This year Minot's First Lutheran Church has joined the global struggle against malaria, a mosquito-borne illness which is caused by one of several related plasmodial parasites.
While symptomatically similar to a number of less fatal diseases, if left unchecked the affliction can lead to serious health complications and death. Though considered eradicated from the United States since 1951, at present between 200 million and 300 million cases occur annually around the world, with roughly half the world's population living in malarial zones.
The World Health Organization estimates 655,000 people were killed by it last year alone, though they admit a range of calculable uncertainty that could put the figure at more than 900,000. Almost 90 percent of those cases live in Africa, many of these children.
Pastor Ken Nelson stands astride an informative easel at First Lutheran Church in Minot. The church is raising money for the Evangelical Lutheran Churches in America’s campaign against malaria, which will be used to buy and distribute household mosquito nets to vulnerable families in Africa. Nelson had spent five years doing mission work in Tanzania, and is familiar with malaria’s terrible impact on communities.
First Lutheran Church's senior pastor, the Rev. Ken Nelson, is no stranger to the disease. He contracted malaria once, during his five-year mission service in Tanzania with his wife, Marcella. "My wife and I had been married for three years," he explained, before she had felt "the call; a prodding" for them to engage in missions work, sometime in 1988. After some months of searching for a program, they became connected with the global arm of the Evangelical Lutheran Churches in America (ELCA).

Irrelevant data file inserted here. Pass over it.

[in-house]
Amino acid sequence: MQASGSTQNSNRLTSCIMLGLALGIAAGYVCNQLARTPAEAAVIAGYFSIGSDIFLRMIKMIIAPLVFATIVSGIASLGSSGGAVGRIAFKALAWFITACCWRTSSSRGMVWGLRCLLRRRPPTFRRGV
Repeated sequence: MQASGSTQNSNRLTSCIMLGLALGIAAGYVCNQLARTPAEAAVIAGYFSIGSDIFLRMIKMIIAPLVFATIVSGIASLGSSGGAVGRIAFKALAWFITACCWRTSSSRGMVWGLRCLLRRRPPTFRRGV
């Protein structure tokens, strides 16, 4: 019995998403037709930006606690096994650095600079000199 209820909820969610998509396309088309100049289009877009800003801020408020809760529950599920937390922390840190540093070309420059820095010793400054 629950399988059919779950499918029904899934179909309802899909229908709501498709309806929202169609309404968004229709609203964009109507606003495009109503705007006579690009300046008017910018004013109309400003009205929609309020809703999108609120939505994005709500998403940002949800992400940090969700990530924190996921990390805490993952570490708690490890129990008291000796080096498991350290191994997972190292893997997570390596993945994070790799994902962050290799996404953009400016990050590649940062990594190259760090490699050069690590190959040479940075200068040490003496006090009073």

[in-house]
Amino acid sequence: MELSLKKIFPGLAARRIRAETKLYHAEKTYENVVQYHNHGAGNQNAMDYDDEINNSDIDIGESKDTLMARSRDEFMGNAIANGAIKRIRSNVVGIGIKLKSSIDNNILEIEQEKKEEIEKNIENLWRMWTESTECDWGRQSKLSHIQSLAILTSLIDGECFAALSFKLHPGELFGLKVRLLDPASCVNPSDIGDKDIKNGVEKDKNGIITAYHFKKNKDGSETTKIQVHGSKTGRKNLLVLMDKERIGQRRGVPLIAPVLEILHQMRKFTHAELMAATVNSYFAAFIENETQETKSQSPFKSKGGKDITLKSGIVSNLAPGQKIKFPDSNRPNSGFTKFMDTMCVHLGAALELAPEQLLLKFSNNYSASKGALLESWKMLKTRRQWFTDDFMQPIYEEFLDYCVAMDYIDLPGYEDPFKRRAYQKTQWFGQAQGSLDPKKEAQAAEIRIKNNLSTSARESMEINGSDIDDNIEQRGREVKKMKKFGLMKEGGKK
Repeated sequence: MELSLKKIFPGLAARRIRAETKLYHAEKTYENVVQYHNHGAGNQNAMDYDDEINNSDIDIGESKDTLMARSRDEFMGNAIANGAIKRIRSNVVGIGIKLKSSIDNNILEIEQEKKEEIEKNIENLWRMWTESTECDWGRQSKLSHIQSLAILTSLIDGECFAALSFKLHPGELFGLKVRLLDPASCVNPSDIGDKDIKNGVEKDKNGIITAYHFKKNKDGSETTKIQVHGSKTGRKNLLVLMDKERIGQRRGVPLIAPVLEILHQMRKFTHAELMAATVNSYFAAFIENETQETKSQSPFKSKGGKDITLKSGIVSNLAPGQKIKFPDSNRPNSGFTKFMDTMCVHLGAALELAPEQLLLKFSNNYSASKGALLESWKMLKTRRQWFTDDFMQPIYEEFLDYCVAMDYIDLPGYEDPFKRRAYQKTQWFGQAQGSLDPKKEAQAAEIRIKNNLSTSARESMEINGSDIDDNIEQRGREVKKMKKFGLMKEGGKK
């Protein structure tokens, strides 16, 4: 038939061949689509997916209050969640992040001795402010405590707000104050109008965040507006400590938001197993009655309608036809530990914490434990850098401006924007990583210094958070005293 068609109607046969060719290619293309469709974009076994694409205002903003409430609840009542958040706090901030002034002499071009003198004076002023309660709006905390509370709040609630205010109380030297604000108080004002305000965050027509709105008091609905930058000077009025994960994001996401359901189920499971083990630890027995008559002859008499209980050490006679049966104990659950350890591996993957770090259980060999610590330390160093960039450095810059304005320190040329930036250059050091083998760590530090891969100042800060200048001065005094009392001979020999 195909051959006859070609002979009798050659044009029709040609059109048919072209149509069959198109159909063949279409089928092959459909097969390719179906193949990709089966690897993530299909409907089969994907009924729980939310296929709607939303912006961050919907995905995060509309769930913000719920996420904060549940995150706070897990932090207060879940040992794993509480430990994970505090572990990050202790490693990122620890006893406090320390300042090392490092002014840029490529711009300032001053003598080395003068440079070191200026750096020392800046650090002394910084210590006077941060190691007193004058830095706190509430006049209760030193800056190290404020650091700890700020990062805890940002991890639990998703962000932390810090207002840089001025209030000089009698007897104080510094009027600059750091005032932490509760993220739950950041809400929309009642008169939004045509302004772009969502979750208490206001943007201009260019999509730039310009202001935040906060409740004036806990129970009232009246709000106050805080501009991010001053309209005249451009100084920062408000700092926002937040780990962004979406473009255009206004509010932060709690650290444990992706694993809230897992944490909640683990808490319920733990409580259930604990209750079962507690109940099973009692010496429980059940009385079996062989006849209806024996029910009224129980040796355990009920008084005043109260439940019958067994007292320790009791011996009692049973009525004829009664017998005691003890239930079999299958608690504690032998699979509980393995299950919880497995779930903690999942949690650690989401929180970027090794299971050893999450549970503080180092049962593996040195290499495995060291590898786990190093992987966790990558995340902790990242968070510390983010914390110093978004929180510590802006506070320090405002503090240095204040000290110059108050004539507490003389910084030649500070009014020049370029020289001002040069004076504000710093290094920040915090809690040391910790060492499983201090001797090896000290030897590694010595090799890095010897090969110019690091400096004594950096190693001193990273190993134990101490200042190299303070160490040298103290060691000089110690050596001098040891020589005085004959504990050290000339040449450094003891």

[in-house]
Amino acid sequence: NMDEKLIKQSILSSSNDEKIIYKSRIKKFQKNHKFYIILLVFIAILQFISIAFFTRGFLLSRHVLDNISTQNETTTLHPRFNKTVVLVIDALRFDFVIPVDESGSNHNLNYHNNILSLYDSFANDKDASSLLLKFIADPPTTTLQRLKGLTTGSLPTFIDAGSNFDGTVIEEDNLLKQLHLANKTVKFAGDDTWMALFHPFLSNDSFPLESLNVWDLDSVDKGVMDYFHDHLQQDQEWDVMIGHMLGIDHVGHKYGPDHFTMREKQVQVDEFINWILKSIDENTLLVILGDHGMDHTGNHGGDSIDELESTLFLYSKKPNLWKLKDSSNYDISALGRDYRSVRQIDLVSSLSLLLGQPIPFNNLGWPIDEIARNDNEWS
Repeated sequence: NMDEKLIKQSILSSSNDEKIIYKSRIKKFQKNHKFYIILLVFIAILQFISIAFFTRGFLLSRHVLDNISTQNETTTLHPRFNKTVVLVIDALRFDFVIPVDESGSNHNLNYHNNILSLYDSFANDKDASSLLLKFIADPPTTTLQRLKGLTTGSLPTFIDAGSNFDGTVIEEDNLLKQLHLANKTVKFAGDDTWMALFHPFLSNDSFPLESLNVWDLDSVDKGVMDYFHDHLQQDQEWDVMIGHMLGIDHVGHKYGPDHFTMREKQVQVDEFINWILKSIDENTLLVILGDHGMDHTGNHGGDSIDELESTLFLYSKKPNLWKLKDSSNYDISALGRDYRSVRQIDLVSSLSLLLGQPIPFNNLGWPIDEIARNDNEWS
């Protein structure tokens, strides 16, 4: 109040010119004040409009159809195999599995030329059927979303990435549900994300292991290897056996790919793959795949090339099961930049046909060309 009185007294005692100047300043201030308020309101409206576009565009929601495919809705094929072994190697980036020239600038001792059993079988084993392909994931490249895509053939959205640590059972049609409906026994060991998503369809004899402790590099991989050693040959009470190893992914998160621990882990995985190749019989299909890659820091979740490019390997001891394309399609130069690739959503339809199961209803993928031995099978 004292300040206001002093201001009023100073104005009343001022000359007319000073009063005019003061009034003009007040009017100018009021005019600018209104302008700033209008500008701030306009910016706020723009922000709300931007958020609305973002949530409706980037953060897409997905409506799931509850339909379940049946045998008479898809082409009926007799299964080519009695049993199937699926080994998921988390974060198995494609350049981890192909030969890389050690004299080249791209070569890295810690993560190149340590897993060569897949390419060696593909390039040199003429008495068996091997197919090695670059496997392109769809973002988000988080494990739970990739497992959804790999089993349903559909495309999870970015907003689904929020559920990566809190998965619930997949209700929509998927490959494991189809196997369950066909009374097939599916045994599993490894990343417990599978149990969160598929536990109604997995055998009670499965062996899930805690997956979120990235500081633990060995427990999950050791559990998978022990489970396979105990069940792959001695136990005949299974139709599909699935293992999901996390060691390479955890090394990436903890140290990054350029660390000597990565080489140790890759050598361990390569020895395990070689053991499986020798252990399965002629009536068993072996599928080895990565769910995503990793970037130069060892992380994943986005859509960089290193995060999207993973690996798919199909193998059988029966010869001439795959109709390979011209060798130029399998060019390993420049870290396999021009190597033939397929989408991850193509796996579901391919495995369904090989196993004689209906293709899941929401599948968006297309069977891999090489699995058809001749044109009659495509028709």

"At the time, I was an accountant," said Nelson, explaining that the ELCA global mission had been looking for volunteers with financial backgrounds. The Nelsons left for Africa in March 1989. "I travelled often, doing financial and auditing work" for the Evangelical Lutheran Church in Tanzania.
It was during one of his frequent trips around the country that Nelson came down with his case of malaria. "The American in you thinks it's just the flu," aches and general feverishness turning to nighttime sweats and an acute, shivering sickness. "The whole country was a malaria area," he described. "I always brought my own net when I traveled. You never knew if they would provide you with one where you were going. You did your best not to become one of those" cases.
Nelson was fortunate, being well enough to make it back home in northwestern Tanzania for treatment. Many Africans contract the illness annually, sometimes multiply. In addition to death and debilitated health directly caused by malaria, the Centers for Disease Control and Prevention estimates an economic cost of at least $12 billion each year, due to the costs of treatment and lost labor hours. In communities reliant on subsistence agriculture, lost labor can mean ruined harvests, the consequences of which could be dire. For people who are already among the world's poorest, the persistent drain caused by malaria keeps them living at the margins.